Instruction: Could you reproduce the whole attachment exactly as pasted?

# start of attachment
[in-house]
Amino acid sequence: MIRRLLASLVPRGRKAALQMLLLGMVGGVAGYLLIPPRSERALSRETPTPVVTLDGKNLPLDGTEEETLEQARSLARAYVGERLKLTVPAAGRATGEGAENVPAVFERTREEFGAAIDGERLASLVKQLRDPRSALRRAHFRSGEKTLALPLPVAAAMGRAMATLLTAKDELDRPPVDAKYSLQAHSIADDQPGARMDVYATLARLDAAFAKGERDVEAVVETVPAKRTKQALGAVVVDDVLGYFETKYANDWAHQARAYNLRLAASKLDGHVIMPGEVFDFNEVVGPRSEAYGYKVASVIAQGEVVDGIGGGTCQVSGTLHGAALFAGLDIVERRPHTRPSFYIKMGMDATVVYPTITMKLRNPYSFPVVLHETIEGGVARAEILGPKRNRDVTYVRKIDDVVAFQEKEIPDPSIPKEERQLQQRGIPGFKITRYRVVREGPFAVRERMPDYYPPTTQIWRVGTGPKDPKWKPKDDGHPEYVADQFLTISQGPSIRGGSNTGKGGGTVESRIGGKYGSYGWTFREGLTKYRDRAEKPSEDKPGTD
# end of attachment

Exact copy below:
[in-house]
Amino acid sequence: MIRRLLASLVPRGRKAALQMLLLGMVGGVAGYLLIPPRSERALSRETPTPVVTLDGKNLPLDGTEEETLEQARSLARAYVGERLKLTVPAAGRATGEGAENVPAVFERTREEFGAAIDGERLASLVKQLRDPRSALRRAHFRSGEKTLALPLPVAAAMGRAMATLLTAKDELDRPPVDAKYSLQAHSIADDQPGARMDVYATLARLDAAFAKGERDVEAVVETVPAKRTKQALGAVVVDDVLGYFETKYANDWAHQARAYNLRLAASKLDGHVIMPGEVFDFNEVVGPRSEAYGYKVASVIAQGEVVDGIGGGTCQVSGTLHGAALFAGLDIVERRPHTRPSFYIKMGMDATVVYPTITMKLRNPYSFPVVLHETIEGGVARAEILGPKRNRDVTYVRKIDDVVAFQEKEIPDPSIPKEERQLQQRGIPGFKITRYRVVREGPFAVRERMPDYYPPTTQIWRVGTGPKDPKWKPKDDGHPEYVADQFLTISQGPSIRGGSNTGKGGGTVESRIGGKYGSYGWTFREGLTKYRDRAEKPSEDKPGTD